Historic Spokane's Age of Elegance (Half Day Tour)
In the late 1800s, Spokane mirrored most Wild West frontier towns with slap-dash wooden buildings, creaky boardwalks, an abundance of saloons and dusty streets. The rough, the ready and the not-so-steady flocked to the bustling mining, timber and rail hub.
The Great Spokane Fire of 1889 leveled 32 square blocks and gave the city founders the perfect opportunity to ban all wooden structures, ushering in a building era that created the magnificent brick and stone buildings that still stand. By the 1919, Spokane had matured into a sophisticated city with elegant homes and stately office buildings.
Tour 100-acre Riverfront Park, site of the 1974 World's Fair and the city's crown jewel with its wide river and dramatic waterfalls. Drive up South Hill past historic mansions to stunning St. John's Cathedral, a classic Gothic style building with French influence, then tour 90-acre Manito Park's gardens with sections devoted to perennials, formal plantings, roses, lilacs, an authentic Japanese garden and more. Historic Browne's Addition at the edge of city center was developed for wealthy homeowners and today their houses represent every residential style fashionable in the Pacific Northwest between 1880 and 1930. Bing Crosby, legendary crooner, actor and first winner of a Grammy Lifetime Achievement Award, attended Spokane's Gonzaga University. Gonzaga has established the Crosbyana Room where you'll glimpse the life of this famous songster.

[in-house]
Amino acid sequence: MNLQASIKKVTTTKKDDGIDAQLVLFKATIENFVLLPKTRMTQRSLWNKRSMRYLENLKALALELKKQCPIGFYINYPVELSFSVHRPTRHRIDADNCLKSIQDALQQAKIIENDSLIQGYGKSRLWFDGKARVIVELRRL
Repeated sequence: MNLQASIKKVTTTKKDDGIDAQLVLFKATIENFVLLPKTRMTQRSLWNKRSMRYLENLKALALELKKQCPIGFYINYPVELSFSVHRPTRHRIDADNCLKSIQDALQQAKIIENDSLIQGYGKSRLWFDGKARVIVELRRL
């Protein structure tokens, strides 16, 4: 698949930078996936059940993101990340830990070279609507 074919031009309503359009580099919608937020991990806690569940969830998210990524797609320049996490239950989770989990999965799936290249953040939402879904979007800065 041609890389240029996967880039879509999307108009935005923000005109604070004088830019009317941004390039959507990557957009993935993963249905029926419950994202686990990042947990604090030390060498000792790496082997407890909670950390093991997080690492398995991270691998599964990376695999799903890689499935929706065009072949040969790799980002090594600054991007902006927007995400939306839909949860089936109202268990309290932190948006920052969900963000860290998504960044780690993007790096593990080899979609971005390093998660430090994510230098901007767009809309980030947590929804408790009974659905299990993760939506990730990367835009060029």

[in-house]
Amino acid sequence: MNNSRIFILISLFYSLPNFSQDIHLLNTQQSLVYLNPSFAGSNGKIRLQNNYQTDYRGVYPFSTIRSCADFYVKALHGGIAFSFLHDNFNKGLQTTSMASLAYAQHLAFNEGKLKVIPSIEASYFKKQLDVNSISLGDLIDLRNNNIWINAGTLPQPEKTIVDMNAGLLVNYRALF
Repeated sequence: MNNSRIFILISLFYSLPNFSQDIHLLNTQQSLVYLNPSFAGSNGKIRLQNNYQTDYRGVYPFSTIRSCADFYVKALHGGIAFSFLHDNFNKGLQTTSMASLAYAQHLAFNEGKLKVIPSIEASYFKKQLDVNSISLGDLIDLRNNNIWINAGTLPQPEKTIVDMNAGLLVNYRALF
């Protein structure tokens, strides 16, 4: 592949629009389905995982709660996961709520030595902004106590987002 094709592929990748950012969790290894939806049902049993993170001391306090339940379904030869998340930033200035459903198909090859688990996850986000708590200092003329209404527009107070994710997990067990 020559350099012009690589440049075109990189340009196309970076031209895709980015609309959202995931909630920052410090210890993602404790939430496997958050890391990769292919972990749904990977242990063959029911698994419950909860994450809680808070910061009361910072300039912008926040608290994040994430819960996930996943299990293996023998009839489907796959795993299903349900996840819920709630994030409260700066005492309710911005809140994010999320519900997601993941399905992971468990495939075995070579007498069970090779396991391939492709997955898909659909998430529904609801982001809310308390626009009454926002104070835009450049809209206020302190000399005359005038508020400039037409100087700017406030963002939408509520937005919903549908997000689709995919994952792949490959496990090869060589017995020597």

Historic Walking Tour of Downtown Spokane (Half Day Tour)
Downtown Spokane packs a lot of history into a walkable city. Hear the Spokane Indian legend about the creation of the river and visit the site of the 1974 World's Fair at Riverfront Park. Your guide will tell you about rough and tough early Spokane and the Great Fire that leveled the city in 1889. See bronze busts of founding fathers on the Spokesman-Review Building and stroll through the spectacular 1914 Davenport Hotel, art deco Fox Theater (when available) and Steam Plant Square, once the city's steam generating center, now an eclectic restaurant and brew pub.
Spokane Boy Makes it Big! Early History of Bing Crosby (Half Day Tour)
Harry Lillis Crosby, the crooner whose "White Christmas" epitomizes the holiday, moved to Spokane from Tacoma with his family when he was three years old. Later nicknamed Bing, he majored in law at Gonzaga University till Hollywood lured him away in the 1920s. Learn how Bing got his nickname and see hundreds of memorabilia at Gonzaga University's Crosbyana Room. Drop by Downriver Golf Course where Bing learned to play and the Bing Crosby Theater where he performed between vaudeville acts in the early years.
The Silver Valley and Historic Wallace (Day Tour)
The world's richest silver mining district, nestled in the North Idaho Panhandle between Eastern Washington and Western Montana, packs a history of tall tales and larger-than-life personalities along the ribbon of Interstate 90. Visit Cataldo Mission, Idaho's oldest building, constructed in the 1850s by Jesuit missionaries and the Coeur d'Alene Indians. Walkabout tiny Wallace, listed on the National Register of Historic Places, and tour museums devoted to mining, railroads and prostitution. Ride the trolley, don a hard hat and enter the chilly depths of the Sierra Silver Mine. Enjoy lunch in the historic Jameson Hotel dining room where it's easy to imagine scruffy miners and ladies of the night mingling over whiskey and beer.